đź’ˇIn product management, there is a strong culture of adapting to change, testing, and rapid learning. Talking about change, we have a big big one ahead of us: climate change! How can product leaders include climate considerations into the build and run of digital services and scale sustainable practices? 
🎧In this episode, Gael interviewed two hands-on experts and daily practitioners in product management on how to become a climate-conscious PMs. Antonia Landi, based in Germany, is a strong voice in ProductOps, and François Burra, based in Canada, is the co-author of the Climate Product Management Playbook.
What product manager should consider? 🌱 Environmental impact throughout the product life cycle,
đź’» Minimalistic approach on user experience,  🎯 Climate-related OKRs and reducing costs through intentional data storage.
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Antonia and François' sources and other references mentioned in this episode:



Transcript

[00:00:00] Gaël Duez
Hello everyone. Welcome to Green IO with GaĂ«l Duez. That's me. Green IO is the podcast for responsible technologists building a greener digital world. One bite at a time, twice a month on a Tuesday, our guests from across the globe share insights, tools, and alternative approaches, enabling people within the tech sector and beyond to boost digital sustainability. And because accessible and transparent information is in the DNA of Green IO, all the references mentioned in this episode, as well as the transcript, will be in the show notes. You can find these notes on your favorite podcast platform and, of course, on the website greenio.tech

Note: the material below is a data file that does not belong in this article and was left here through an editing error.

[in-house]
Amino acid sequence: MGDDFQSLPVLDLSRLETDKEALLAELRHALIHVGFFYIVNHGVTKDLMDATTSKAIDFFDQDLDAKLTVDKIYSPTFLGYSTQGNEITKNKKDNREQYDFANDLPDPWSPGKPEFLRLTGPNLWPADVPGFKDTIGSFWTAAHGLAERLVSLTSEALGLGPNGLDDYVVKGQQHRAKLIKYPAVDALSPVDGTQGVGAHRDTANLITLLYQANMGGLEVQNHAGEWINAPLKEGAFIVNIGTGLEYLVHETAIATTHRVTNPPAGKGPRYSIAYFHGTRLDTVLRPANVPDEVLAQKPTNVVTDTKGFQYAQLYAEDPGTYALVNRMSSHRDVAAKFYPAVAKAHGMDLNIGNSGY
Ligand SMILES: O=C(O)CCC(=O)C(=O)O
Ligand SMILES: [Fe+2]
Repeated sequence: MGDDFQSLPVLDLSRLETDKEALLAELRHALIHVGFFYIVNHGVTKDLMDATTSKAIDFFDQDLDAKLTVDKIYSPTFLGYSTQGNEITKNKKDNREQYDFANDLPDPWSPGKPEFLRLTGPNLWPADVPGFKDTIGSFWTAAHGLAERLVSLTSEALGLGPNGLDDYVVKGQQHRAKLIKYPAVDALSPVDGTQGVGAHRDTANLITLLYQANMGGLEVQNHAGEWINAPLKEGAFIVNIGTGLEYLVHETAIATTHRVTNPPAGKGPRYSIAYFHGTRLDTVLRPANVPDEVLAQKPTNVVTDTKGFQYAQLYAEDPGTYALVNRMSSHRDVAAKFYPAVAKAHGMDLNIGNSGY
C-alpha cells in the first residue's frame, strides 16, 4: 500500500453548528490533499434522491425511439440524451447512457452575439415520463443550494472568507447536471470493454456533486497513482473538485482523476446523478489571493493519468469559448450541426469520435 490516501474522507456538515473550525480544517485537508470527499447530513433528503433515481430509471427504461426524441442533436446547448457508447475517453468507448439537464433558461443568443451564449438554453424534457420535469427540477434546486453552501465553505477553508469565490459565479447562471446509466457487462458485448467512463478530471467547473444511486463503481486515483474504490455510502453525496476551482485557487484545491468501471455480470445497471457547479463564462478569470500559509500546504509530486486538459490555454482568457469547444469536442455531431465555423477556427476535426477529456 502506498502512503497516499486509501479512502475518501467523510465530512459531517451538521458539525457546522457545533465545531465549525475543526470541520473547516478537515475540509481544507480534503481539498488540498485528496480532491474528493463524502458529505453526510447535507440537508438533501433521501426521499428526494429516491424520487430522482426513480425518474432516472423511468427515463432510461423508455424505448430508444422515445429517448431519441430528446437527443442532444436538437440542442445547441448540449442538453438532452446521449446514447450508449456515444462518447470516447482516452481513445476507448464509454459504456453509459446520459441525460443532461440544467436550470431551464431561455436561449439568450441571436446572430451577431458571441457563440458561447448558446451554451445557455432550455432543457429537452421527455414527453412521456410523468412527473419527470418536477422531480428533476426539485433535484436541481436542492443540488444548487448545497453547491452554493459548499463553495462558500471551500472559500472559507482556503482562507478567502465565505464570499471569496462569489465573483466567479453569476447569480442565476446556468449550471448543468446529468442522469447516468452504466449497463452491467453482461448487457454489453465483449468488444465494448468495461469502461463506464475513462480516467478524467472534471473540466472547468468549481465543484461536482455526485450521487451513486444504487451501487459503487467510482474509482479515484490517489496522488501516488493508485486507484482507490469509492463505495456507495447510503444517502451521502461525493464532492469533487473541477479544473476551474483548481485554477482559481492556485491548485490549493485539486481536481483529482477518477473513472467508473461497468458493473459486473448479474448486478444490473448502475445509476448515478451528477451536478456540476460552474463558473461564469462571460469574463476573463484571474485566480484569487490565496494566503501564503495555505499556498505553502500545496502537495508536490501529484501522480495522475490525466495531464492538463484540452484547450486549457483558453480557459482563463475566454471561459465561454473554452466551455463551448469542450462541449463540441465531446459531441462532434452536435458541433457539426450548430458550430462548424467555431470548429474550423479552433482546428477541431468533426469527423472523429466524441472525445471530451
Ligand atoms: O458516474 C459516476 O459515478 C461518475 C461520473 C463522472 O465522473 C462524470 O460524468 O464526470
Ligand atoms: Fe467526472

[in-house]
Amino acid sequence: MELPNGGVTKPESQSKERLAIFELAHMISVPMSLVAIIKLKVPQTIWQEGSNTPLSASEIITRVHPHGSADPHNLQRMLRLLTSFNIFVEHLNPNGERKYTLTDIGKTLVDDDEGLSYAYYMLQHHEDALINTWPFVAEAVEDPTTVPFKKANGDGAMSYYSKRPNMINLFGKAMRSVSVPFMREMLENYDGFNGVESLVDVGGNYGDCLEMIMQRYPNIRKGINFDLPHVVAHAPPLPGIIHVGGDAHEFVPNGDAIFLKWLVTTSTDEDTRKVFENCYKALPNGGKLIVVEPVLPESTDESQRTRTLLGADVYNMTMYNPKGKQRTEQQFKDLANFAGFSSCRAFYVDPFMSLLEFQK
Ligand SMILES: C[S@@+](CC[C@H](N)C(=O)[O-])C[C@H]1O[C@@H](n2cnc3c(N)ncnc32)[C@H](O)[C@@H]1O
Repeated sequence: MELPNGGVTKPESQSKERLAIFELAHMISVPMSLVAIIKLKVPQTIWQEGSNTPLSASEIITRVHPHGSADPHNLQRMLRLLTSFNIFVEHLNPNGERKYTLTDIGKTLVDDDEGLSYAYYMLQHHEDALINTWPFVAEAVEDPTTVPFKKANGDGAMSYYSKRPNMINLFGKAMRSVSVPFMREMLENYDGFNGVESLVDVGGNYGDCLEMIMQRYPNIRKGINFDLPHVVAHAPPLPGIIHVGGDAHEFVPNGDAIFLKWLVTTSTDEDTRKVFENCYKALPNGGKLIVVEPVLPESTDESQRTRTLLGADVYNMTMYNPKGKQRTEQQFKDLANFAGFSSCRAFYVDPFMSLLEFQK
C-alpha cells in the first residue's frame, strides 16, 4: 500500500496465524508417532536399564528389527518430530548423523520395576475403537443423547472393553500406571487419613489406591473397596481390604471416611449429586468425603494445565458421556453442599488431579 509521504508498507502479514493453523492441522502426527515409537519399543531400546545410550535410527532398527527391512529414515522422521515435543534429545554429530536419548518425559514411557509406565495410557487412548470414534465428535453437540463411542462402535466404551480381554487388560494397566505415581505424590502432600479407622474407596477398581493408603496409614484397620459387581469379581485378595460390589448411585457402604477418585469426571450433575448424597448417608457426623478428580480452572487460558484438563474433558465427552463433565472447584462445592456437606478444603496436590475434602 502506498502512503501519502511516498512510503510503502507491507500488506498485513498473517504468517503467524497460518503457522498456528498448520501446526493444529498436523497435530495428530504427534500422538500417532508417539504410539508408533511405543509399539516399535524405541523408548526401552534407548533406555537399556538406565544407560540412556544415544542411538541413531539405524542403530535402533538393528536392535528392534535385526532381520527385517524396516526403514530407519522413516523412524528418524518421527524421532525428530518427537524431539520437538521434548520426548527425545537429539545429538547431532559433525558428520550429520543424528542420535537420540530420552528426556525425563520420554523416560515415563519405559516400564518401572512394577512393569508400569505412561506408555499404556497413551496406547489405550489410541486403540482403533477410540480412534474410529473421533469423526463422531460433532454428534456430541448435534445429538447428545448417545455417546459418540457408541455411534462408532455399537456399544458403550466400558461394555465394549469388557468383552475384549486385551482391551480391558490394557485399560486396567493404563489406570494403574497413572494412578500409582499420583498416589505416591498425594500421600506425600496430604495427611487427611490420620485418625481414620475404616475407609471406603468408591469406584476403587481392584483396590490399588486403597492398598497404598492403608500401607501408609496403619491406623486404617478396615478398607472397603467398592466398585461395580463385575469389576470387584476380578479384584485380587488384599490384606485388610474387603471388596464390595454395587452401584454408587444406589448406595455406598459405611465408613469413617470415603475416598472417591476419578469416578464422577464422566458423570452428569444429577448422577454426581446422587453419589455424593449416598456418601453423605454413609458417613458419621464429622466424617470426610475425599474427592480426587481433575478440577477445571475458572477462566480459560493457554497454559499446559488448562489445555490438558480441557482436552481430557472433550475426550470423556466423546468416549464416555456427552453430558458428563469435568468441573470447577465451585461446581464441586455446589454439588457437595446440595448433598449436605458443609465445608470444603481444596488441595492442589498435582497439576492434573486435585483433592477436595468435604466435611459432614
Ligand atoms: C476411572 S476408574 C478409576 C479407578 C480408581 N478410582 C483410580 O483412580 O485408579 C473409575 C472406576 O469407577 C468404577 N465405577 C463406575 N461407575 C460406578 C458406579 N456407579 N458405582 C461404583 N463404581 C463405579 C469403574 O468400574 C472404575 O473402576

Product managers have always lived in a world of contradictory injunctions. They are at the converging point of all requirements, business requirements, of course, and all the others. Let me illustrate with some sentences which might be familiar to many of you. We cannot launch feature X because I need some time to deal with my technical debt. Make sure your product is accessible and secure. We need to launch this proof of concept to test our hypothesis next week, but beware of being pixel perfect because of the risk for our brand image. Accessibility is key in our values. Such as innovation. So let's not miss the latest trend in virtual reality, et cetera. And now after cybersecurity, accessibility, performance, et cetera, a new wave is coming. Sustainability, with sentences like beware of your carbon budget. How much will this new feature impact our CSRD reporting? Watch out for greenwashing with these product claims. Did you check the W3C sustainability guidelines for your product? And product managers in charge of back end products are not off the hook. How does it perform with our API green score? Our cloud operations are too carbon intensive. Can we delay some process to enable carbon aware computing, or even better, grid aware computing? To be honest, I'm not that worried about the product management world succeeding eventually to overcome these new challenges. There is a great culture of adaptation to change, testing and fast learning in the product management line of work. The main questions are how and when, because time takes time with climate change. And many sustainability tools for product managers are still missing. Hence, a question for this episode is how to become a climate active product manager today, not tomorrow.